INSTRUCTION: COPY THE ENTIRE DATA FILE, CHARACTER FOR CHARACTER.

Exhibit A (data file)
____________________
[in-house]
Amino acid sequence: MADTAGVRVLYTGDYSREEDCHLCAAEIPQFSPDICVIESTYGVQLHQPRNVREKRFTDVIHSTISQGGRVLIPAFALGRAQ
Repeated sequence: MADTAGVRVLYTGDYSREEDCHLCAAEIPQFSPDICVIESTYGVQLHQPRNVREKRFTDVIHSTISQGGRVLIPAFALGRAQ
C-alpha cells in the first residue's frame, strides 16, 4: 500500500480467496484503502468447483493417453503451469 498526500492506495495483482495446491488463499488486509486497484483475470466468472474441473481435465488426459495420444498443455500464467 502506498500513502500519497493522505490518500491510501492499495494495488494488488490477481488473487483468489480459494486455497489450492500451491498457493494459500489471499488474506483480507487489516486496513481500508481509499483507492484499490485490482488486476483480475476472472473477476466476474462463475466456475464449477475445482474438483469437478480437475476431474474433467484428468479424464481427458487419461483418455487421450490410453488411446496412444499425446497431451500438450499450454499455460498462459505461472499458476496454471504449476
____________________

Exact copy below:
[in-house]
Amino acid sequence: MADTAGVRVLYTGDYSREEDCHLCAAEIPQFSPDICVIESTYGVQLHQPRNVREKRFTDVIHSTISQGGRVLIPAFALGRAQ
Repeated sequence: MADTAGVRVLYTGDYSREEDCHLCAAEIPQFSPDICVIESTYGVQLHQPRNVREKRFTDVIHSTISQGGRVLIPAFALGRAQ
C-alpha cells in the first residue's frame, strides 16, 4: 500500500480467496484503502468447483493417453503451469 498526500492506495495483482495446491488463499488486509486497484483475470466468472474441473481435465488426459495420444498443455500464467 502506498500513502500519497493522505490518500491510501492499495494495488494488488490477481488473487483468489480459494486455497489450492500451491498457493494459500489471499488474506483480507487489516486496513481500508481509499483507492484499490485490482488486476483480475476472472473477476466476474462463475466456475464449477475445482474438483469437478480437475476431474474433467484428468479424464481427458487419461483418455487421450490410453488411446496412444499425446497431451500438450499450454499455460498462459505461472499458476496454471504449476